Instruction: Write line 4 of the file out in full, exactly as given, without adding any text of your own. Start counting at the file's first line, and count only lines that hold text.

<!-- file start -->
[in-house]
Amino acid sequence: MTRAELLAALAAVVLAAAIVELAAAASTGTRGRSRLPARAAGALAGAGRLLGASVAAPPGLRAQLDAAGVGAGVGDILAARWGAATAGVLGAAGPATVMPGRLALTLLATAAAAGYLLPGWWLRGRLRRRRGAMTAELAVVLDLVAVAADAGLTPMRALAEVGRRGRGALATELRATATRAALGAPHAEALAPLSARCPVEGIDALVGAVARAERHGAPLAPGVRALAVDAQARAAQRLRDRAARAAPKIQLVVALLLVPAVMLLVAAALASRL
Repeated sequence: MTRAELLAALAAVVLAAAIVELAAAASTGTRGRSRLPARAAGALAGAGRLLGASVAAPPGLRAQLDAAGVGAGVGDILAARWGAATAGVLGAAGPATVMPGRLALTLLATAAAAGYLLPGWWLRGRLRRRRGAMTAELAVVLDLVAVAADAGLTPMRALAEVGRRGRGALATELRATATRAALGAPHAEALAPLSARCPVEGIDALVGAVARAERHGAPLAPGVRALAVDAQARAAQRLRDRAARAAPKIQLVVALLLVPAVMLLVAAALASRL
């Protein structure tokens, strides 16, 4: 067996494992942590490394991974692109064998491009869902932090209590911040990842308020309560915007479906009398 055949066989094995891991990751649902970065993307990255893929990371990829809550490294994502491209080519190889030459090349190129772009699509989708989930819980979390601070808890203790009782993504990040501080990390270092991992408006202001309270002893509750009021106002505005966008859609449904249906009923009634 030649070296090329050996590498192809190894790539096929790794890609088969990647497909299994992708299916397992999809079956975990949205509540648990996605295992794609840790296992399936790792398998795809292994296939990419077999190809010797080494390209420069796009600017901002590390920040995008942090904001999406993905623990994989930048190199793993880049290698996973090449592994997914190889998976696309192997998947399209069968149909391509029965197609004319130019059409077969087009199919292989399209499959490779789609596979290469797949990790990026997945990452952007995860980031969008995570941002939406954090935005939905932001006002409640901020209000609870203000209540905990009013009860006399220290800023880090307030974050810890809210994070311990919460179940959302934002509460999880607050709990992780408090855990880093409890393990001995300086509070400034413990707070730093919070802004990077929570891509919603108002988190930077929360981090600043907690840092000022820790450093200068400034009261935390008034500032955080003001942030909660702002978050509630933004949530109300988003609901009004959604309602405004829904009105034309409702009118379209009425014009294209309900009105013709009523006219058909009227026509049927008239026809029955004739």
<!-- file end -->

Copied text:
């Protein structure tokens, strides 16, 4: 067996494992942590490394991974692109064998491009869902932090209590911040990842308020309560915007479906009398 055949066989094995891991990751649902970065993307990255893929990371990829809550490294994502491209080519190889030459090349190129772009699509989708989930819980979390601070808890203790009782993504990040501080990390270092991992408006202001309270002893509750009021106002505005966008859609449904249906009923009634 030649070296090329050996590498192809190894790539096929790794890609088969990647497909299994992708299916397992999809079956975990949205509540648990996605295992794609840790296992399936790792398998795809292994296939990419077999190809010797080494390209420069796009600017901002590390920040995008942090904001999406993905623990994989930048190199793993880049290698996973090449592994997914190889998976696309192997998947399209069968149909391509029965197609004319130019059409077969087009199919292989399209499959490779789609596979290469797949990790990026997945990452952007995860980031969008995570941002939406954090935005939905932001006002409640901020209000609870203000209540905990009013009860006399220290800023880090307030974050810890809210994070311990919460179940959302934002509460999880607050709990992780408090855990880093409890393990001995300086509070400034413990707070730093919070802004990077929570891509919603108002988190930077929360981090600043907690840092000022820790450093200068400034009261935390008034500032955080003001942030909660702002978050509630933004949530109300988003609901009004959604309602405004829904009105034309409702009118379209009425014009294209309900009105013709009523006219058909009227026509049927008239026809029955004739």